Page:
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Exploring Livestock Farming's Dynamic Interplay with Other Production Forms


In this blog post, we dive deep into the multifaceted dynamics of livestock farming and its intricate relationships with other forms of production. Our exploration focuses on the competitive dynamics between animal feed and direct human consumption, the optimal utilization of agricultural land, and the pivotal role of livestock in waste reduction.

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Competition between Animal Feed and Human Food

A study conducted by the FAO in 2017 sheds light on the consumption of animal feed and its impact on human food availability. It revealed that globally, farm animals consumed approximately 6 billion tonnes of feed in 2010. Surprisingly, only 14% of this feed consisted of food suitable for human consumption, such as cereals, while the remaining 86% consisted of non-edible materials. Livestock farming consumes one-third of the world's cereals, a decrease from 42% in 1973.

Understanding the Role of Livestock

Contrary to common belief, the production of 1kg of meat requires an average of 2.8kg of edible dry matter from ruminants and 3.2kg from monogastric animals. Cattle farming primarily relies on fodder (90%), with grain constituting a variable proportion in feedlot systems across different countries. Monogastric animals, such as pigs and poultry, consume more cereals and by-products due to their lower efficiency in digesting fodder. However, they are more efficient converters, requiring less feed to produce a kilogram of meat or protein.

The Co-Products Advantage

Livestock plays a significant role in combating waste by utilizing co-products from crop and agri-food industries. By converting materials unsuitable for human consumption, such as straw, oilcake, and beet pulp, into high-nutritional-value food, animals contribute to resource optimization. Nevertheless, efforts are underway to find ways to optimize these co-products further for human consumption, as leaving crop residues in the field enhances soil protection and organic matter enrichment.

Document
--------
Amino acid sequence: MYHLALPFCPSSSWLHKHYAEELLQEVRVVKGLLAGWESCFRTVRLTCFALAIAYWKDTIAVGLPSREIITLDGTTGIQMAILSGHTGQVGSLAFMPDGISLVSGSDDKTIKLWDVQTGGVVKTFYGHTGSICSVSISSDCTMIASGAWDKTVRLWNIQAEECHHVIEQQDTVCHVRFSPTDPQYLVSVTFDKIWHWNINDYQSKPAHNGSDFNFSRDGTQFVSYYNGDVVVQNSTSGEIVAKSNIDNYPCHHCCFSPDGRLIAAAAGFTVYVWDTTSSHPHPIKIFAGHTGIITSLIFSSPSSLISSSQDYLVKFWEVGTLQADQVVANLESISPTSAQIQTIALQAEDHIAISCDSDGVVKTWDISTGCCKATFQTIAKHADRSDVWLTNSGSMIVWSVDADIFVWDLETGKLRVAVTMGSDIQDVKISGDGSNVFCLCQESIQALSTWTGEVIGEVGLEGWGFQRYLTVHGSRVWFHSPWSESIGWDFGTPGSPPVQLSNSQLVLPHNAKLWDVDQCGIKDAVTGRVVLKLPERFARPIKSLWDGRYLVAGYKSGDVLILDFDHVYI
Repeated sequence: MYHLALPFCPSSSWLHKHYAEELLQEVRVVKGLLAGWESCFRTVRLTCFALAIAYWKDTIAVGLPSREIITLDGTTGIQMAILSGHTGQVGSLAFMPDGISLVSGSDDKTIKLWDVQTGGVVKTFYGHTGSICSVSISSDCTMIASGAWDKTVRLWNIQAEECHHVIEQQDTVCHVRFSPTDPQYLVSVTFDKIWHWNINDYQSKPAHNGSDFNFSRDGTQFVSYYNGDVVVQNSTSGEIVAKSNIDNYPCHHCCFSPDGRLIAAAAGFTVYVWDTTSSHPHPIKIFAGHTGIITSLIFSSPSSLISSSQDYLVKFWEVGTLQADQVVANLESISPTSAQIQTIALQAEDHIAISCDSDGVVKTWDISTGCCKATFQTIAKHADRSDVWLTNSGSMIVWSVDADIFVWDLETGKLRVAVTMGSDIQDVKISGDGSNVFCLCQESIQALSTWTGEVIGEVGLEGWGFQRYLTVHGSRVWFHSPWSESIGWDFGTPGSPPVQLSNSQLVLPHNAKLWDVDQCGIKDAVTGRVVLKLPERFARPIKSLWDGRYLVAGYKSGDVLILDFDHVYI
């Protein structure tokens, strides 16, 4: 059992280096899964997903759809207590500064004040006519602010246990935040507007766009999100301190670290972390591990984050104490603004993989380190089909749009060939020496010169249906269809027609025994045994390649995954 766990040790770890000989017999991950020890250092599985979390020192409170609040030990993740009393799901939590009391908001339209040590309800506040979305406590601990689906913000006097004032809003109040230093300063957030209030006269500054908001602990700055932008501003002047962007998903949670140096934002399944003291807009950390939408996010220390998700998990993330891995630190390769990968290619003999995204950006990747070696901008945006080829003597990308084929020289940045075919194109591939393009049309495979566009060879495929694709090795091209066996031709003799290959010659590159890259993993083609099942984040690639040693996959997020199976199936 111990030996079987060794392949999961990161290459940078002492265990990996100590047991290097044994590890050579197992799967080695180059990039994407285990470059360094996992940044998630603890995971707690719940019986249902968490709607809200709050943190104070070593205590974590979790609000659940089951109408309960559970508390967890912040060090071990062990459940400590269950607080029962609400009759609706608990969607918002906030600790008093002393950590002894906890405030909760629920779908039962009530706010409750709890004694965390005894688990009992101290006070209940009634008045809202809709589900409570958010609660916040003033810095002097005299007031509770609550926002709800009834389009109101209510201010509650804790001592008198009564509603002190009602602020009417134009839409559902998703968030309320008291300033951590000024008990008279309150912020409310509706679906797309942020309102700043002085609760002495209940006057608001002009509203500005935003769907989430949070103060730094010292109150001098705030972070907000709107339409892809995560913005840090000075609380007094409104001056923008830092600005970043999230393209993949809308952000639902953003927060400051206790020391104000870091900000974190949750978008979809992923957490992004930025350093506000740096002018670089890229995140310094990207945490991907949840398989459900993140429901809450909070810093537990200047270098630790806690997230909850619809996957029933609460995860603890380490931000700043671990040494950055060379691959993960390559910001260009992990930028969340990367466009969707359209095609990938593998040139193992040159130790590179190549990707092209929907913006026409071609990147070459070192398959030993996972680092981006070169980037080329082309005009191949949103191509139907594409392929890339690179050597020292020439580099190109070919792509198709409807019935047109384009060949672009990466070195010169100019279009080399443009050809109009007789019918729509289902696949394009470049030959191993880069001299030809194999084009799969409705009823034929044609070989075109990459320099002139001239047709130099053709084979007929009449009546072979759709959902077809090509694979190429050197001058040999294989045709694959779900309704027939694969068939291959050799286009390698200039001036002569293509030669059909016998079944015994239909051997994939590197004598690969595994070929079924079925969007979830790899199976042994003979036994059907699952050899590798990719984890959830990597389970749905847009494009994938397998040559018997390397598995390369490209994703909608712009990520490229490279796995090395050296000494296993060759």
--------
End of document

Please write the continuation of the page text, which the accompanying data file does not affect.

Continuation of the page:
The Complex Case of Soya Meal

Soya meal, originally a by-product of soya oil production, has gained significant demand in animal feed, particularly replacing fishmeal. However, concerns have arisen regarding the environmental impact of soya production, including deforestation, pesticide usage, and displacement of local farmers in countries like Brazil, Argentina, and the USA. Although there is potential for a GMO-free sector, it remains insufficient to replace imported soya currently.

Understanding Land Use

Estimating the surface area dedicated to livestock farming globally poses challenges due to varying methodologies and multiple land use purposes. The FAO's 2006 report suggests that pasture occupies 26% of the land surface, while crops for animal feed account for 33% of arable land. However, a more recent FAO report in 2017 estimates grazing at 15% of the Earth's surface and crops for animal feed at 20%. Notably, two-thirds of global grasslands are located on non-cultivable land, which plays a vital role as carbon sinks and reservoirs of biodiversity.


The relationship between livestock farming and other forms of production is complex, involving considerations of competition for resources, land use, and waste utilization. While livestock consumes some products that could be used for human consumption, it operates on land that is often unsuitable for cultivation. Furthermore, livestock plays an essential role in reducing waste by converting co-products into valuable food resources. Achieving a sustainable balance between livestock farming and other production forms requires careful evaluation of environmental and societal impacts.

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Livestock Farming and Greenhouse Gas Emissions: Understanding the Impact

Livestock farming significantly contributes to climate change through the release of greenhouse gases (GHGs). In this article, we will explore the various gases emitted by livestock and their effects. Additionally, we will discuss the global greenhouse gas emissions from livestock farming, the comparison with transportation emissions, and the potential solutions to reduce the sector's impact.

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